Apopo, the organisation which uses trained rats to detect landmines under a partnership with Cambodian Mine Action Centre, has committed to help make Cambodia mine-free by 2025.
Michael Heiman, programme manager of Apopo Cambodia, said yesterday that to date Apopo and CMAC have used rats to help clear over 7.5 million square metres of landmine areas in Cambodia since the start of operations in 2016.
Currently the rats are being deployed in the most mine-affected provinces in the Kingdom such as northern Siem Reap, Preah Vihear and Battambang.
“Rural people are taking risks by using of land that they suspect of having landmines because they have no choice. Most of them use land for agricultural purposes to support their livelihoods,” Heiman said.
So far, Apopo and CMAC have handed over cleared land to about 29,000 people across the country, for them to continue farming safely.
In a bid to support the humanitarian activities in Cambodia, PPCBank yesterday donated $6,000 to Apopo for their landmine clearance project in Siem Reap province.
Speaking at the donation ceremony, PPCBank president Shin Chang Moo said that it is sad to see many people in Cambodia still killed and injured by landmines despite the war ending 30 years ago.
“It’s mind-blowing to realise that there are still many people in Cambodia who have to give up their homes out of fear of stepping on mines while walking, farming, or even going to school,” he said.
Shin said he believes that Apopo will provide mine clearance services efficiently, ensuring that Cambodians can live on landmine-free land in the near future. The money provided to Apopo by PPCBank for the first time will be used to pay for food, rat handlers’ salaries, small handling equipment and costs related to the rat’s health and welfare.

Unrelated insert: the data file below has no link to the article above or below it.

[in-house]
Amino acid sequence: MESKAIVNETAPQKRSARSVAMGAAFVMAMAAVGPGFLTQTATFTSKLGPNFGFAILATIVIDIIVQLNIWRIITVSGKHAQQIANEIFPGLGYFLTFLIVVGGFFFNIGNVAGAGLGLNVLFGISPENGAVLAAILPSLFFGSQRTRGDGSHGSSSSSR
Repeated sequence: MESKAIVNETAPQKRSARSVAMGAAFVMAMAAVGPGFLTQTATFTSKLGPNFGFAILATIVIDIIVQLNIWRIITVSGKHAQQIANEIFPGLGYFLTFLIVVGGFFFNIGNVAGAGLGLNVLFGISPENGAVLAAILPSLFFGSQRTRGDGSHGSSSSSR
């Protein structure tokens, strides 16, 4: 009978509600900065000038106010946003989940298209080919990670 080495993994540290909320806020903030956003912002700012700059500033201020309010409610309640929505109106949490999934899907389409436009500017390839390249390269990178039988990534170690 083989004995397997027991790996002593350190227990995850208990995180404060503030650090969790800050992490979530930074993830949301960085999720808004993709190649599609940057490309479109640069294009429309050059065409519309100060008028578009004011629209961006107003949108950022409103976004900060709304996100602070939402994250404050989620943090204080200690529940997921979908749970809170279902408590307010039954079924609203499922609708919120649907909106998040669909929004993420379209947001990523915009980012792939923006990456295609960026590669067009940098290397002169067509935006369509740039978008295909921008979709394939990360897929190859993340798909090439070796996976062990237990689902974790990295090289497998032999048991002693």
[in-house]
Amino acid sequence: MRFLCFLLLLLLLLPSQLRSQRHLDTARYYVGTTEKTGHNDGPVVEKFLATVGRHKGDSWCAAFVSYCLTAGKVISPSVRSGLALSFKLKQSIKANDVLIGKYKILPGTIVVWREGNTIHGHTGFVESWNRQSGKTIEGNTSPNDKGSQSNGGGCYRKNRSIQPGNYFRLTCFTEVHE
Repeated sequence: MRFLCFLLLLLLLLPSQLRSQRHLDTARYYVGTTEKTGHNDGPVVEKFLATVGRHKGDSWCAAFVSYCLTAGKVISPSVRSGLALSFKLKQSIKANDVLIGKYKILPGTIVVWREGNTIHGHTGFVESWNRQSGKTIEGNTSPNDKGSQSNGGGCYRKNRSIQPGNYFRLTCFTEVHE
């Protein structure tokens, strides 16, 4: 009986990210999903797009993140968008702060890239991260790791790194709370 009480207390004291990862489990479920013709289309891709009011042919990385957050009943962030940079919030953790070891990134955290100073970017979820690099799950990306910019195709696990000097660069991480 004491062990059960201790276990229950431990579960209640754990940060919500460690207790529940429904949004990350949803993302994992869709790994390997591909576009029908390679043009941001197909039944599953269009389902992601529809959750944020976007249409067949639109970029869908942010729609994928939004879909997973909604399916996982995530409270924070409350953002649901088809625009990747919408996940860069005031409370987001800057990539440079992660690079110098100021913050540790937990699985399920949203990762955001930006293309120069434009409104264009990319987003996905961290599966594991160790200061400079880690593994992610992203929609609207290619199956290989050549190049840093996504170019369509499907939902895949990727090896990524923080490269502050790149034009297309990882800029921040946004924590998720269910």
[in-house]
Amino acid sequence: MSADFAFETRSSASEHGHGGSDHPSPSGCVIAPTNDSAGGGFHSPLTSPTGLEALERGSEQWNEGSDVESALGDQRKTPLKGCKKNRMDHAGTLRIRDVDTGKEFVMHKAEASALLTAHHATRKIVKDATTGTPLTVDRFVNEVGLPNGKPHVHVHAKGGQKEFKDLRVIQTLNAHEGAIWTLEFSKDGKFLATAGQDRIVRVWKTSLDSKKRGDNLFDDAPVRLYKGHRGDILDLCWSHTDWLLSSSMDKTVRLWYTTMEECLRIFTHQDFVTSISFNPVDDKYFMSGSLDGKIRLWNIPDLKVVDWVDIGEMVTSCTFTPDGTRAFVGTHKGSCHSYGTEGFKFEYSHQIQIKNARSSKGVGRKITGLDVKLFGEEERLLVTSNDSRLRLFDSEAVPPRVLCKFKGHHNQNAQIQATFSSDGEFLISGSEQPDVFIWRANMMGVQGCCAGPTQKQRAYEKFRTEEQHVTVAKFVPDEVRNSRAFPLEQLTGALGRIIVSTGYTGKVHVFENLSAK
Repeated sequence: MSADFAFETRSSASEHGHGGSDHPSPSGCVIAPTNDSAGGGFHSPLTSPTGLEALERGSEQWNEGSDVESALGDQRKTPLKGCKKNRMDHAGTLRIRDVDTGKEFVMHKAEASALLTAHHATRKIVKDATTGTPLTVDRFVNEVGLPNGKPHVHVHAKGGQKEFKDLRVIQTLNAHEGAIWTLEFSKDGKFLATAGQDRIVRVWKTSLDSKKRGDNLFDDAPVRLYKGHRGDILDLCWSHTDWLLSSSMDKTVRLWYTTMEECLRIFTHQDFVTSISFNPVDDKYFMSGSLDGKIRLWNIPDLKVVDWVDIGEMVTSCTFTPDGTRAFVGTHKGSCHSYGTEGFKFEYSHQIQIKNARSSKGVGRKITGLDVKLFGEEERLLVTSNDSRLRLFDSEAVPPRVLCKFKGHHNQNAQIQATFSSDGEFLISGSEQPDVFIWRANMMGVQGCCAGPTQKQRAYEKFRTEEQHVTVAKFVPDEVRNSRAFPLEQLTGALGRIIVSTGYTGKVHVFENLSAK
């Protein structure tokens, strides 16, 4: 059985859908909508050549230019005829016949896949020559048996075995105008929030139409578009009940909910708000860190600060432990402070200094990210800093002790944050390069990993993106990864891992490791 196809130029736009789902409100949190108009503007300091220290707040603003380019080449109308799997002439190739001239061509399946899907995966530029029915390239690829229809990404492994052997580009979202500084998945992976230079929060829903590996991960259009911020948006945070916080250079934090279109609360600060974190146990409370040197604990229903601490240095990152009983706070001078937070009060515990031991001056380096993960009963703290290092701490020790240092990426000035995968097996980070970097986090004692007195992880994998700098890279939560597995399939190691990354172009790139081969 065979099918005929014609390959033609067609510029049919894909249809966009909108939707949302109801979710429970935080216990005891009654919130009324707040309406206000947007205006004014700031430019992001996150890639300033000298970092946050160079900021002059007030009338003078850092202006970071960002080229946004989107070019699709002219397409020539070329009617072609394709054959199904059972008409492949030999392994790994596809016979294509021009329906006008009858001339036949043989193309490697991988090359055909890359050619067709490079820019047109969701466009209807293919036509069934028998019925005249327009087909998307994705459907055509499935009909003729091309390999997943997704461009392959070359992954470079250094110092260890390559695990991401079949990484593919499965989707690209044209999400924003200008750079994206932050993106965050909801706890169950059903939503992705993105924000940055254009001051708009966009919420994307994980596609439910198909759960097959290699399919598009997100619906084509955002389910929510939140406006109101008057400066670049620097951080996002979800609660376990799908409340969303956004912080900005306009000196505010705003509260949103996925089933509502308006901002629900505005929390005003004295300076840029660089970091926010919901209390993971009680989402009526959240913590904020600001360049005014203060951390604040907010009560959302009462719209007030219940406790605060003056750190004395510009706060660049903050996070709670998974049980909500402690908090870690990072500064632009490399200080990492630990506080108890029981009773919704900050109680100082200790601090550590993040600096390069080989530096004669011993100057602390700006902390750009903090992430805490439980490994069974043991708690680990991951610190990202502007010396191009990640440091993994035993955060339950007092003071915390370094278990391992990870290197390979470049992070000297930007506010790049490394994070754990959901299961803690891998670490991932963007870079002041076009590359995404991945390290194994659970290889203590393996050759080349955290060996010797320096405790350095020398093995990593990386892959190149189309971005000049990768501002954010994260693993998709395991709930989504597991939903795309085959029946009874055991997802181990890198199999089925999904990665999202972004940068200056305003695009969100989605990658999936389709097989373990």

Heiman stressed that the private sector’s support for a humanitarian landmine clearance project is crucial to speeding up demining action.
He said: “PPCBank’s donation enables us to clear land up to 24,000 square metres, the size of two football fields, in Siem Reap province.”
Apopo currently has 86 employees with 43 rats. By the end of this year, another 20 rats will be brought to Cambodia from Africa to boost mine detection in the Kingdom as Apopo plans to expand operations in Oddar Meanchey province next year.
According to Heiman, African giant pouched rats trained to search for mines cost around $7,095 each and one can search for landmines on up to 400 square metres a day.
Chop Sohom, a female rat handler at Apopo in Siem Reap, said: “At first, I was scared to work with rats to search for landmines. But when I trained with them for a short time, it dawned on me that rats are really smart and easy to work with and they can actually find landmines.”
The 25-year-old said she was happy to be involved in demining with Apopo, even though she had no previous experience. She said during almost two years of working with Apopo, she helped clear mines from the communities in which she lived, and also improved her family’s livelihood.